FFRF has received confirmation that coach-led prayer will not continue in a Georgia public school system.
FFRF sent a letter to the district in September, after a concerned area resident reported that Dawson County High School employed a “character coach” to regularly pray with its football team.
A video posted on Facebook on Sept. 7 showed the character coach, Pastor Russell Davis from Etowah Church, leading the football team and several young children in prayer in what appears to be the school locker room.
“The Word says when they compelled him to carry the cross, and then Jesus went to the hill and he won the victory on the cross. Your goal tonight is not to die on the cross. It’s not to die on the field of battle,” Davis says in the video. “We’re calling you tonight to carry their cross.”
“Let’s pray together, Lord, we thank you, God, for another day,” Davis continues. “We thank you for an opportunity to play the game that we call football. Father, I pray that everything tonight will be for your glory.” He then leads the team in the Lord’s Prayer.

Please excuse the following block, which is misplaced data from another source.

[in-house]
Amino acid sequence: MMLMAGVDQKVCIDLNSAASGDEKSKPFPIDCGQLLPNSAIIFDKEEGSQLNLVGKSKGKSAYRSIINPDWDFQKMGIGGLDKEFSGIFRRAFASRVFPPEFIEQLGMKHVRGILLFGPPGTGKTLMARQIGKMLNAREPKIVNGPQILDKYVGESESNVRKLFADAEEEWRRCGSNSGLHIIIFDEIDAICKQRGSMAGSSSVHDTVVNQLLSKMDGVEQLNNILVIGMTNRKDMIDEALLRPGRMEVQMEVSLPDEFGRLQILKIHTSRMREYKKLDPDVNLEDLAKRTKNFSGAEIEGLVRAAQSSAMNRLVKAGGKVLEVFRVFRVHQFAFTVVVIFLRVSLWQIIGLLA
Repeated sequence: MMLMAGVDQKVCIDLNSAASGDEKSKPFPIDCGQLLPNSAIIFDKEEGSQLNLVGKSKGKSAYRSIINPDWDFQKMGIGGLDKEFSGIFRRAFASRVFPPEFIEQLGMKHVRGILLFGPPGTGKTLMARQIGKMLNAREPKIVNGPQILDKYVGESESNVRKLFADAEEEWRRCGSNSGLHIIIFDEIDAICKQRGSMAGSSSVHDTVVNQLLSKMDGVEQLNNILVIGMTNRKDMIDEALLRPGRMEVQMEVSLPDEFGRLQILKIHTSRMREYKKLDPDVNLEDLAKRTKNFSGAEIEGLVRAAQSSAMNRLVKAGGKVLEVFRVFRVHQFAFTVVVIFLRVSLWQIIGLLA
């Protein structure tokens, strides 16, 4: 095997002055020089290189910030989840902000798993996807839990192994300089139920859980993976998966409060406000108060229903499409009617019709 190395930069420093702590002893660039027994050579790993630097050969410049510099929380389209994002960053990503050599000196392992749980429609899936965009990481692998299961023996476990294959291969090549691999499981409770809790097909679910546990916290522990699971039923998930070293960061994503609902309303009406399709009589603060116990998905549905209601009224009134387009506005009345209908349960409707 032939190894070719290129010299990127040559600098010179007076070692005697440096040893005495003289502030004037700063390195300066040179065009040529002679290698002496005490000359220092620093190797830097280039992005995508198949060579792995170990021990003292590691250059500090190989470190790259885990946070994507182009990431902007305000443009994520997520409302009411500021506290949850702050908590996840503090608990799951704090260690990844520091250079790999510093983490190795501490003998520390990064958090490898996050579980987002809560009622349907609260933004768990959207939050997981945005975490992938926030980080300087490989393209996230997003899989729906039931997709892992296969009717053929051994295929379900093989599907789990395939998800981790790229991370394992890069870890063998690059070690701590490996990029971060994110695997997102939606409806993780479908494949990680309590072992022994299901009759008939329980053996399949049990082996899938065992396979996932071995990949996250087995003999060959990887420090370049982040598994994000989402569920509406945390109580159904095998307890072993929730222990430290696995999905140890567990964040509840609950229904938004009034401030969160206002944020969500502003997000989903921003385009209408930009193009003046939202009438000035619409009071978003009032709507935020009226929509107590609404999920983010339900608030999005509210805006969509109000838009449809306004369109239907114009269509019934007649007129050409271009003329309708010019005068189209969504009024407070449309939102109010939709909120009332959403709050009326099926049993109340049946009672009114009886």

In its letter, FFRF reminded the school that it is well-settled law that a school cannot appoint or employ a chaplain, seek out a spiritual leader for students or agree to have a volunteer teach other people’s children that character centers on religious belief. This constitutes a public school endorsement of religion, a violation of the Establishment Clause of the First Amendment.
On Oct. 15, FFRF received a response from the district’s attorney assuring FFRF that coach or “character coach”-led prayer will no longer occur in Dawson County Schools.
“The superintendent has spoken with appropriate individuals and employees and is confident that any prayer in a school setting that involves students in the future will be voluntary, student initiated and student led so as to protect the rights of all students in the district,” the letter said.
FFRF commends the district for taking swift action to remedy this violation.
“We are very pleased that the district has taken the proper steps to ensure every student’s constitutional rights are honored in Dawson County Schools,” says FFRF Co-President Annie Laurie Gaylor.
The Freedom From Religion Foundation is a national nonprofit organization with more than 32,000 members and several chapters across the country, including over 500 members and a chapter in Georgia. FFRF’s purposes are to protect the constitutional principle of separation between church and state, and to educate the public on matters relating to nontheism.